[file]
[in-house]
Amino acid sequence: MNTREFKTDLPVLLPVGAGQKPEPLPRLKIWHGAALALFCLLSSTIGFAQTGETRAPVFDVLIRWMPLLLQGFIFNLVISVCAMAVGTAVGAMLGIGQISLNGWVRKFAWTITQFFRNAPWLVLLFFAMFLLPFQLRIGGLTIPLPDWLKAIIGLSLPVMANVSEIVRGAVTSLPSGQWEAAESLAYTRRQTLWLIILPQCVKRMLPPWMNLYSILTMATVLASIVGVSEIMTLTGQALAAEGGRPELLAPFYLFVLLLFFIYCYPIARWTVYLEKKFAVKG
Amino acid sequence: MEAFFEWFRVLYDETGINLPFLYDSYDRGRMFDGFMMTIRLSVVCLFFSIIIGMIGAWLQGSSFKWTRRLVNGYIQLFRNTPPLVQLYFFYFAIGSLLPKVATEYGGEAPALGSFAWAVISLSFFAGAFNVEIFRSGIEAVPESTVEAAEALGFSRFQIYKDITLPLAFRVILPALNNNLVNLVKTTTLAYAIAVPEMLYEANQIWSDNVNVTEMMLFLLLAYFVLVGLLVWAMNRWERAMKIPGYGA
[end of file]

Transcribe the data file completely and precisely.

[in-house]
Amino acid sequence: MNTREFKTDLPVLLPVGAGQKPEPLPRLKIWHGAALALFCLLSSTIGFAQTGETRAPVFDVLIRWMPLLLQGFIFNLVISVCAMAVGTAVGAMLGIGQISLNGWVRKFAWTITQFFRNAPWLVLLFFAMFLLPFQLRIGGLTIPLPDWLKAIIGLSLPVMANVSEIVRGAVTSLPSGQWEAAESLAYTRRQTLWLIILPQCVKRMLPPWMNLYSILTMATVLASIVGVSEIMTLTGQALAAEGGRPELLAPFYLFVLLLFFIYCYPIARWTVYLEKKFAVKG
Amino acid sequence: MEAFFEWFRVLYDETGINLPFLYDSYDRGRMFDGFMMTIRLSVVCLFFSIIIGMIGAWLQGSSFKWTRRLVNGYIQLFRNTPPLVQLYFFYFAIGSLLPKVATEYGGEAPALGSFAWAVISLSFFAGAFNVEIFRSGIEAVPESTVEAAEALGFSRFQIYKDITLPLAFRVILPALNNNLVNLVKTTTLAYAIAVPEMLYEANQIWSDNVNVTEMMLFLLLAYFVLVGLLVWAMNRWERAMKIPGYGA